All the King's horses

19 June 2023 Written by Patrick Bartley

While the passing of Queen Elizabeth II in September last year has left a hole in many aspects of her reign, the appearance of a strong, tough Australian filly at this year’s Royal Ascot meeting may soften the blow of it being the first without the former monarch.

Speaking exclusively to the VRC from the United Kingdom, John Warren CVO, Bloodstock and Racing Advisor to The King and Queen Camilla, admitted that the absence of Queen Elizabeth will be
felt across all days of one of the world’s most celebrated carnivals.

“The late Queen Elizabeth loved attending Ascot and hardly ever missed a day, right back from when she was a teenager.

“With its long history of Royal patronage, we are delighted that King Charles III along with Queen Camilla will carry on the tradition of attending Royal Ascot again this year.

“His Majesty has taken on the late Queen’s horses along with the Queen Camilla.

“They’ll be looking forward to the build-up to Ascot with the hope of having some exciting runners over the week,” Warren said.

Warren is also excited about this year, especially due to the presence of a number of Australian horses. Coolangatta, who has been one of Australia’s favourite sprinters in her short, but highly successful career, is now preparing for a tilt at the King’s Stand Stakes, one of the world’s most revered sprinting events.

The presence of Coolangatta has not been lost on the King and Queen Consort, either, as Warren explains.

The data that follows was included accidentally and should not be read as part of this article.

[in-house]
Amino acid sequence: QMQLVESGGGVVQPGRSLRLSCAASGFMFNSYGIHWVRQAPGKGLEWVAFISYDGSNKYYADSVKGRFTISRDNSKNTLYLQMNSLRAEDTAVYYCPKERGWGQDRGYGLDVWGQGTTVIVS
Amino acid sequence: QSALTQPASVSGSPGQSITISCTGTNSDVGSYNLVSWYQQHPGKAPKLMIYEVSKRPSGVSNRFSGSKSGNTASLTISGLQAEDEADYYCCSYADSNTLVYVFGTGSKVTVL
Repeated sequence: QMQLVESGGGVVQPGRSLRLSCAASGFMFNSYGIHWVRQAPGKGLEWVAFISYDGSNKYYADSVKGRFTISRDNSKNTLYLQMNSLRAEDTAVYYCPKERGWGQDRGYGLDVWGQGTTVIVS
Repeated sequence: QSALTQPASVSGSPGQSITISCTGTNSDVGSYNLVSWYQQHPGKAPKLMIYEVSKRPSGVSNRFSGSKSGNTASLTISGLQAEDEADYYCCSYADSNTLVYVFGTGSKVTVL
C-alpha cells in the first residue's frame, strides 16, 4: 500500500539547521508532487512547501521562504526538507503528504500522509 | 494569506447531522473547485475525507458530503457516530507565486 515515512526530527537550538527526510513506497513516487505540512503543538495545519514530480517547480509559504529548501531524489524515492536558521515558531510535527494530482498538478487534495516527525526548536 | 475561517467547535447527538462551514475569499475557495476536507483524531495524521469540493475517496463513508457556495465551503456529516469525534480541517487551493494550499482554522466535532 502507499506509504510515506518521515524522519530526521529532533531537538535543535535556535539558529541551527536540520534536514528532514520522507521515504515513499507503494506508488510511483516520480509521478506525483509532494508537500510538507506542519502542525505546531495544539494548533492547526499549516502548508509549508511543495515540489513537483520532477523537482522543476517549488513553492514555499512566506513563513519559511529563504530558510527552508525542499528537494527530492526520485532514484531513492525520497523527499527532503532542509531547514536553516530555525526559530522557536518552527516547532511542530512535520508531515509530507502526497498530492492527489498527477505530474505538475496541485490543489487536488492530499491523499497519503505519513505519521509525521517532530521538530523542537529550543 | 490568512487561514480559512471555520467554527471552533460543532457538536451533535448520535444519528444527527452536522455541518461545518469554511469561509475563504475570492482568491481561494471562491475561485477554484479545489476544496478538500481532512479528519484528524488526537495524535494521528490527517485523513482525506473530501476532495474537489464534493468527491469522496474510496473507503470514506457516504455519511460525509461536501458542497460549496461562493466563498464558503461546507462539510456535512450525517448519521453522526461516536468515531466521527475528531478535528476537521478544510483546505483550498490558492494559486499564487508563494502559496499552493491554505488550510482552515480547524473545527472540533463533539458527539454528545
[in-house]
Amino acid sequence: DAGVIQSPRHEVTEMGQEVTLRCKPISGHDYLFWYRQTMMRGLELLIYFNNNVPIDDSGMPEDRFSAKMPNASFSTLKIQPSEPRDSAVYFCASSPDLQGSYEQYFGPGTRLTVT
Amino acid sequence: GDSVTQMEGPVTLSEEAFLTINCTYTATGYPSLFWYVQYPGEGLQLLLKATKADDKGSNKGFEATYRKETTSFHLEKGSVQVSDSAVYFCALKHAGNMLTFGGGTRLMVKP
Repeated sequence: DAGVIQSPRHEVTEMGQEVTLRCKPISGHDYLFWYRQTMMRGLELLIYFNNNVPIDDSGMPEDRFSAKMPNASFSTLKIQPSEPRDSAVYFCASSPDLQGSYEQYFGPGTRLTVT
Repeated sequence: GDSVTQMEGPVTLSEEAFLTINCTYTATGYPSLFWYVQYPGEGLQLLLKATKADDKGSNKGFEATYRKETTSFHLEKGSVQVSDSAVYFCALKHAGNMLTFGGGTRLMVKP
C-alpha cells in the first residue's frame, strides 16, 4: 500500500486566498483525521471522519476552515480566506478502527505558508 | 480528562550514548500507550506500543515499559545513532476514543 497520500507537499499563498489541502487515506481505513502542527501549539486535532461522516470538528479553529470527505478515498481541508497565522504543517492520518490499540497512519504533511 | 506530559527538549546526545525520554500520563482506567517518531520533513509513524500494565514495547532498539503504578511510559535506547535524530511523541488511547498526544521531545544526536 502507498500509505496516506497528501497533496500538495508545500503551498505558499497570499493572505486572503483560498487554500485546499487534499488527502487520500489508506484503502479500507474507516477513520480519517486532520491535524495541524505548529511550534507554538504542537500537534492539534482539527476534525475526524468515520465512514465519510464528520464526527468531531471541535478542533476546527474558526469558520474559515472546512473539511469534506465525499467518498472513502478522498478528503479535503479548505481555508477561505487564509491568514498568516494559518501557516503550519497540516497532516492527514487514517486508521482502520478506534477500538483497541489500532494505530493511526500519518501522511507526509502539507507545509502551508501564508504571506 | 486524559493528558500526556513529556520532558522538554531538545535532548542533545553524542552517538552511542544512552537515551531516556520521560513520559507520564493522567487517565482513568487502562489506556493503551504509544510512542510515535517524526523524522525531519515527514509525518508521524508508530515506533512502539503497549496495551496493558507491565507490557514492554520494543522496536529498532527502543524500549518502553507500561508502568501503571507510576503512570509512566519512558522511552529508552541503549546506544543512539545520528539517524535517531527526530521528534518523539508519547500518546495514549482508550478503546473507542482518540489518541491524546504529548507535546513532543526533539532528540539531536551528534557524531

“Having bred Coolangatta we (the Royal Family) are very excited to hear the news that she is being aimed at the Group 1 King’s Stand Stakes on the opening day (Tuesday 20 June, with the carnival concluding on
Saturday 24 June).

“We only have a few mares in Australia under our Highclere Stud Australia banner but have been fortunate enough to have bred such a remarkable filly who had been beautifully trained by Ciaron Maher and David
Eustace,” he said.

Senior British Horseracing Board executive, Nick Smith explained how the Royal Family celebrates Ascot. “Whilst of course it was a shame (last year) that the late Queen was not well enough to come to Royal Ascot in the final year of her reign, there were lunches at Windsor Castle and the Royal Procession took place each day with members of the Royal Family leading it, including the now King and Queen Consort on
one day and the now Prince and Princess of Wales on another.

Royal Ascot is very much a family visit, but as a private one, the exact details of who is attending each day isn’t confirmed until much nearer the time.”

From Hong Kong, Hall of Fame trainer David Hayes remembers Her Majesty Queen Elizabeth as a devoted owner who had thoroughly studied the pedigrees and the grade of races that her horses with him
were contesting.

“She was most fastidious at studying her horses that were coming to me to be trained and knew their pedigrees and, to a large degree, their capability."  Trainer David Hayes